NPCA submitted the following positions to members of the Senate Energy and Natural Resources Public Lands, Forests, and Mining Subcommittee ahead of a hearing scheduled for August 22, 2018.
S. 483: Wild Olympics Wilderness and Wild and Scenic Rivers Act – NPCA supports this legislation to designate wilderness and wild and scenic rivers in Washington state. This bill protects the ecosystems and recreational opportunities around Olympic National Park, including trail systems, habitats and vistas. The river protections will create essential connections for salmon between the mountains and the sea, especially along the Elwha River which is a world-class river restoration project within the park’s largest watershed.
S. 2809: Emery County Public Land Management Act – NPCA opposes this legislation because of concerns about several provisions related to motor vehicle travel in southern Utah. These provisions could undermine a settlement agreement on the BLM’s Resource Management Plan (RMP) for which NPCA was a plaintiff and set a precedent for how vehicle routes and Revised Statue (RS) 2477 claims on public lands are addressed around the state and country, including within and adjacent to national park units.
The legislation also lists all motorized routes and trails as “Cherry Stemmed Routes” on the legislative map. As section 101©(2) grants the map the “same force and effect” as the legislative language, cherry-stemming routes on the map results in all shown motorized routes and trails being exempted from the NCA and wilderness. This approach: (1) effectively ensures that the routes will remain open in perpetuity, undermining the aforementioned settlement agreement; (2) fragments these protected areas with “excluded” routes; and (3) creates a conflicting management situation for the Bureau of Land Management (BLM), as motorized travel would be managed without consideration of, or consistency with, the NCA and wilderness designations.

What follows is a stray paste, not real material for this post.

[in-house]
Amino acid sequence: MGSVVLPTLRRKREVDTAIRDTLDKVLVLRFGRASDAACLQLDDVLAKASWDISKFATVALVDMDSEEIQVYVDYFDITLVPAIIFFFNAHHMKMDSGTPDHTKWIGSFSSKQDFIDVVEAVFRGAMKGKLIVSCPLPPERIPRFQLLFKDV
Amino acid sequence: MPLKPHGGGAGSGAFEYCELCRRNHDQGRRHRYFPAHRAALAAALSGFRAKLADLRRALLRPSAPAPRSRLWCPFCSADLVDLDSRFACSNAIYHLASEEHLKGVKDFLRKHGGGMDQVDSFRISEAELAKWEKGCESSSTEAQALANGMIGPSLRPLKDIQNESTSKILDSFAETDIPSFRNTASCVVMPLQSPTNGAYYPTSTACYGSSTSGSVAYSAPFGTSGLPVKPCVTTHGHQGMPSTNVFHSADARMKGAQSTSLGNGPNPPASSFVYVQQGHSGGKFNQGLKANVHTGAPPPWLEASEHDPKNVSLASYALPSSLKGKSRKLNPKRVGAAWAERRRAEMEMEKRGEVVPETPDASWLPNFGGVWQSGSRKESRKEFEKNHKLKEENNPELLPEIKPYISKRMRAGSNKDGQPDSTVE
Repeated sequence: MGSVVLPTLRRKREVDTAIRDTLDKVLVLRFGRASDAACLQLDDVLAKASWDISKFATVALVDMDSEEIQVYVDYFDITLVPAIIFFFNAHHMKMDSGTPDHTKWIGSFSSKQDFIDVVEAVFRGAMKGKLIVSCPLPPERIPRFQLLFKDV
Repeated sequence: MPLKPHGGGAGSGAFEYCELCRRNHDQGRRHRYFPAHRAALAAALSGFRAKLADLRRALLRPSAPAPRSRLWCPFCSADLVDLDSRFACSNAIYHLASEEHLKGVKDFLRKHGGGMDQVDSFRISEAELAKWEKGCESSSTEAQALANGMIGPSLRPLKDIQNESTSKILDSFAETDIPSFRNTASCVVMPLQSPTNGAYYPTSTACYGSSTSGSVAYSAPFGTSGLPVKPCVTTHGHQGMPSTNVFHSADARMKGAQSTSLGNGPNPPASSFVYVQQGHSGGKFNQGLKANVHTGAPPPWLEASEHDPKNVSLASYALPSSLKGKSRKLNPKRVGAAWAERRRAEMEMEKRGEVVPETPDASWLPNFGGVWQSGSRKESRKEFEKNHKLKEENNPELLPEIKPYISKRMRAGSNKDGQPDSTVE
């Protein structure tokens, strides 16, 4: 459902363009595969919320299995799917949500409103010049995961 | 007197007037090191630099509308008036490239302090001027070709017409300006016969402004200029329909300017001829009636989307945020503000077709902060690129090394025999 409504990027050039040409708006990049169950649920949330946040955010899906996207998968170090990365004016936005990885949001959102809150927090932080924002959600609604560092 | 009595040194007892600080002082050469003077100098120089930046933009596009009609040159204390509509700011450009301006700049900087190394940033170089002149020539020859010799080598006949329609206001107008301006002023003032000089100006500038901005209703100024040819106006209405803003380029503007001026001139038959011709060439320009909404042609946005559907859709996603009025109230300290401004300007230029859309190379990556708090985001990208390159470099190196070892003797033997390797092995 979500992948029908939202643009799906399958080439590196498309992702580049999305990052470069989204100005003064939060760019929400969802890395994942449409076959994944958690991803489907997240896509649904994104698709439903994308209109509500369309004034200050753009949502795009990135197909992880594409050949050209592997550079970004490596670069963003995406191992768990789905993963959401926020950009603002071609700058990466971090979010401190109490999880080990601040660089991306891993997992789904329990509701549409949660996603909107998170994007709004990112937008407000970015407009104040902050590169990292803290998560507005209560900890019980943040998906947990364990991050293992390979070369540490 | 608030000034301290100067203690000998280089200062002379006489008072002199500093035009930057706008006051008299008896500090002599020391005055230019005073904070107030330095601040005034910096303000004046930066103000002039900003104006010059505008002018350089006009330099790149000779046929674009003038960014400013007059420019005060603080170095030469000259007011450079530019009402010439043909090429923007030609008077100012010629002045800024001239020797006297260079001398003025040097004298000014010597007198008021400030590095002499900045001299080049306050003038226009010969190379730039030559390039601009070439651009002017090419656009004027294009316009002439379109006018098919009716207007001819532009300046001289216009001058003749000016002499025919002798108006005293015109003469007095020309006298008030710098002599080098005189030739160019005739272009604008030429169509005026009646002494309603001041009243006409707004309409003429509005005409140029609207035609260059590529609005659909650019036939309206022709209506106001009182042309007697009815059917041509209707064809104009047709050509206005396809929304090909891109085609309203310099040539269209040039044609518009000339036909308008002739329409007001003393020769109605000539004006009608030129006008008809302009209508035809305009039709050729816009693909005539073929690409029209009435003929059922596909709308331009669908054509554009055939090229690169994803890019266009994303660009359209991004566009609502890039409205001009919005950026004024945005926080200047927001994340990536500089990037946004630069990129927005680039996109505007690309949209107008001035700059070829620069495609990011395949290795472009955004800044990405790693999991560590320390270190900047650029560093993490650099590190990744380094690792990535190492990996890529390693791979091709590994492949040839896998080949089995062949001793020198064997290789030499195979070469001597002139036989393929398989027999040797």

Additionally, the bill’s provision excluding motorized routes and trails from the National Conservation Areas (NCA) and Wilderness Areas also fails to address RS2477 claims within the protected areas. By not explicitly abandoning the RS2477 claims in the legislation, the protected areas will be at risk of future RS2477 claims and incompatible vehicle route development, maintenance and motorized use. A true conservation gain for Emery County and an opportunity to help resolve a portion of Utah’s longstanding RS2477 legal battle, would be achieved by including language in the bill relinquishing the State of Utah’s RS2477 claims within the NCAs and Wilderness Areas.
S. 2907: Chaco Cultural Heritage Area Protection Act – NPCA supports this legislation to withdraw the lands around Chaco Culture National Historical Park from further oil and gas development by the Bureau of Land Management (BLM), protecting the Chacoan ruins and the larger landscape and sites that surround the park. Chaco Canyon National Historic Park is a unique landscape that tells the story of one of North America’s oldest cultures, and we should not allow our cultural legacy to become an island in a sea of development. It was designated a World Heritage Site in 1987 for preserving outstanding elements of Chacoan culture. This landscape is sacred ancestral homeland to Pueblo Tribes and current home to many Navajo communities vulnerable to the negative impacts of oil and gas development.
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